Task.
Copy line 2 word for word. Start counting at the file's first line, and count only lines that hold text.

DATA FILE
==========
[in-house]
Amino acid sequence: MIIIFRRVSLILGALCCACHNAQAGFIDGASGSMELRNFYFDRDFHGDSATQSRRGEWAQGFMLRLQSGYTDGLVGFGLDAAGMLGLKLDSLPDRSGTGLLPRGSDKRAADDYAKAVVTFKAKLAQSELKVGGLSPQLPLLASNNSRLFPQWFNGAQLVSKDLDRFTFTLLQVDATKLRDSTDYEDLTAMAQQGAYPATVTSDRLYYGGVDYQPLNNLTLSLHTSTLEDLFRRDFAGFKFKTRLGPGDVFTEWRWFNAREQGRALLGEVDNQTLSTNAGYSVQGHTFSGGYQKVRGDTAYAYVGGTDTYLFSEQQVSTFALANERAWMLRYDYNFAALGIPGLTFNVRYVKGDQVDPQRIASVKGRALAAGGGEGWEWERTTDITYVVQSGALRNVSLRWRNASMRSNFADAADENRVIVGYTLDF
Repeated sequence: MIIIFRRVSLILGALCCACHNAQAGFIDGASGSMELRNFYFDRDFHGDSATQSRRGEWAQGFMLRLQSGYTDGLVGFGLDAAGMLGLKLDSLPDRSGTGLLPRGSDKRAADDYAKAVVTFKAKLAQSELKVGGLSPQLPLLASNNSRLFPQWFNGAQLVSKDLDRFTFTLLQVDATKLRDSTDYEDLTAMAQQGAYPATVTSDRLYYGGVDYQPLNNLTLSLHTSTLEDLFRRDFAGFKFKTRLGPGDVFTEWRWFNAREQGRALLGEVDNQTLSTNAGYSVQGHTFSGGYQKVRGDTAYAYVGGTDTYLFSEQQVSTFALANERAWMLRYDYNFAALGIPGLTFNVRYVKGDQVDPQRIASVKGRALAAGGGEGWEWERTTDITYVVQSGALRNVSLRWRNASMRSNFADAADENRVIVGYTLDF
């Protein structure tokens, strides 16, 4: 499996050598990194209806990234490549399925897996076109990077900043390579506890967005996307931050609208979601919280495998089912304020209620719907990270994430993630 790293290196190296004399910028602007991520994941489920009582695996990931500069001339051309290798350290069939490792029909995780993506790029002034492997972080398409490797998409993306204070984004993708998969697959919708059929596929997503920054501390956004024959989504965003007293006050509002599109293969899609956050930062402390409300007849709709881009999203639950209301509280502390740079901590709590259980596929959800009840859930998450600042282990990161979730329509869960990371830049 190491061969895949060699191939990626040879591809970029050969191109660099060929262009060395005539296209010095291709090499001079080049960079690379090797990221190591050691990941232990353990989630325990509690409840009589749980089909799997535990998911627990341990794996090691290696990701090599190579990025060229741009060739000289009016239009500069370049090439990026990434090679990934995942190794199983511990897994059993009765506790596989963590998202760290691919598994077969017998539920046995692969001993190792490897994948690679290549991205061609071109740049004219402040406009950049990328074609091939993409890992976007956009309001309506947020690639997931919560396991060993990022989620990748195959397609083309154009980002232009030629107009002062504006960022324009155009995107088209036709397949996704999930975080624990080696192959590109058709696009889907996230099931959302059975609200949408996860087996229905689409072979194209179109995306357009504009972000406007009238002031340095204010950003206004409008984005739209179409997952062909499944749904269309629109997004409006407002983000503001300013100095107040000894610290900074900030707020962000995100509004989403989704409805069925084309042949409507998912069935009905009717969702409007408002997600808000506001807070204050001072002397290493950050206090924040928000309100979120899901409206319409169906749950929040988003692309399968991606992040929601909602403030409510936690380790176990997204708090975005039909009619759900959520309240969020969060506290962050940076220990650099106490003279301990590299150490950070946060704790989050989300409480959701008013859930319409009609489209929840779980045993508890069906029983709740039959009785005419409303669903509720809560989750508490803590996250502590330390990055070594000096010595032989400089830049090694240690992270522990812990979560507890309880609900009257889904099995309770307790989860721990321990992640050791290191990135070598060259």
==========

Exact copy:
Amino acid sequence: MIIIFRRVSLILGALCCACHNAQAGFIDGASGSMELRNFYFDRDFHGDSATQSRRGEWAQGFMLRLQSGYTDGLVGFGLDAAGMLGLKLDSLPDRSGTGLLPRGSDKRAADDYAKAVVTFKAKLAQSELKVGGLSPQLPLLASNNSRLFPQWFNGAQLVSKDLDRFTFTLLQVDATKLRDSTDYEDLTAMAQQGAYPATVTSDRLYYGGVDYQPLNNLTLSLHTSTLEDLFRRDFAGFKFKTRLGPGDVFTEWRWFNAREQGRALLGEVDNQTLSTNAGYSVQGHTFSGGYQKVRGDTAYAYVGGTDTYLFSEQQVSTFALANERAWMLRYDYNFAALGIPGLTFNVRYVKGDQVDPQRIASVKGRALAAGGGEGWEWERTTDITYVVQSGALRNVSLRWRNASMRSNFADAADENRVIVGYTLDF